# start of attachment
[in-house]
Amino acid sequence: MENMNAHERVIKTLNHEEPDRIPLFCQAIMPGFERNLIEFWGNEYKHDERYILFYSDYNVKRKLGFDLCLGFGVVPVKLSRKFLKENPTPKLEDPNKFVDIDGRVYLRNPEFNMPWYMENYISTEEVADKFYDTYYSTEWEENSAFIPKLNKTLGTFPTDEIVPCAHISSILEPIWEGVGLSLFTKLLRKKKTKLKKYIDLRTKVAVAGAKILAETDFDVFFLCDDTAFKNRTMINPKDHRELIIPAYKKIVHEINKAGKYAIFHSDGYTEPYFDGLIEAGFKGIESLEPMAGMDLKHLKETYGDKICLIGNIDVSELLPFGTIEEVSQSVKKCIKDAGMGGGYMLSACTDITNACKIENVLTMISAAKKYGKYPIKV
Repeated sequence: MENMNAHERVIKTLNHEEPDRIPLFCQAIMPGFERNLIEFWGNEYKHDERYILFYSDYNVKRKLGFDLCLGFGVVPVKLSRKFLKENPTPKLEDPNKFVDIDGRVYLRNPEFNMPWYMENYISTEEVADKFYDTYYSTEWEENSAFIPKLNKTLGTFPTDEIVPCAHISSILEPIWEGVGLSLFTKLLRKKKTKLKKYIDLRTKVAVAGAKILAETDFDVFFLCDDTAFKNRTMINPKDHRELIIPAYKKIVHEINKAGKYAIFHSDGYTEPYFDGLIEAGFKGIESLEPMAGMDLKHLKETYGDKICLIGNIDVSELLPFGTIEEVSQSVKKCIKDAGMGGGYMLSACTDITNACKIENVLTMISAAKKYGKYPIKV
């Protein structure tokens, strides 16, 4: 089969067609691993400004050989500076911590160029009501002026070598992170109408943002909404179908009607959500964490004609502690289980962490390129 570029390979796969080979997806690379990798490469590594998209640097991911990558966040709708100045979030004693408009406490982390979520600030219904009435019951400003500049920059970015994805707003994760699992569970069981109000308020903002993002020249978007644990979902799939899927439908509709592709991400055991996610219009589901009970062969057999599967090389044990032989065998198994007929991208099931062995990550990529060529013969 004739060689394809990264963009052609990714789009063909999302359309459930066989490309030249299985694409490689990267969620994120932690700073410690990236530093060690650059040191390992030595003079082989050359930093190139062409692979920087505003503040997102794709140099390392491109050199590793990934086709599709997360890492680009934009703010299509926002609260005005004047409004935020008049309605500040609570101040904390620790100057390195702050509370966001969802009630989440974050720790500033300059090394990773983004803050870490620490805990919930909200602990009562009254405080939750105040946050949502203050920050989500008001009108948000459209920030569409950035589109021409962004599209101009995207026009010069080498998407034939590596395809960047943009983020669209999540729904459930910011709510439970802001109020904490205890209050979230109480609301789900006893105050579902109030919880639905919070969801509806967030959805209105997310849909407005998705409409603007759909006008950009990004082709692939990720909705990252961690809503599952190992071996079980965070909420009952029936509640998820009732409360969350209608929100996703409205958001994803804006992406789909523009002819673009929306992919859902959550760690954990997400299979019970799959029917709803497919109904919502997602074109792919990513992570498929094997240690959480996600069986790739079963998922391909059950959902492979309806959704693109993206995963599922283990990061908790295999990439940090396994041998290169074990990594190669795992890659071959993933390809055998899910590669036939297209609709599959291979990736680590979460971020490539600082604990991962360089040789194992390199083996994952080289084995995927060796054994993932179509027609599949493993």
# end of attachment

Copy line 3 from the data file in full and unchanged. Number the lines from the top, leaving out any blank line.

Repeated sequence: MENMNAHERVIKTLNHEEPDRIPLFCQAIMPGFERNLIEFWGNEYKHDERYILFYSDYNVKRKLGFDLCLGFGVVPVKLSRKFLKENPTPKLEDPNKFVDIDGRVYLRNPEFNMPWYMENYISTEEVADKFYDTYYSTEWEENSAFIPKLNKTLGTFPTDEIVPCAHISSILEPIWEGVGLSLFTKLLRKKKTKLKKYIDLRTKVAVAGAKILAETDFDVFFLCDDTAFKNRTMINPKDHRELIIPAYKKIVHEINKAGKYAIFHSDGYTEPYFDGLIEAGFKGIESLEPMAGMDLKHLKETYGDKICLIGNIDVSELLPFGTIEEVSQSVKKCIKDAGMGGGYMLSACTDITNACKIENVLTMISAAKKYGKYPIKV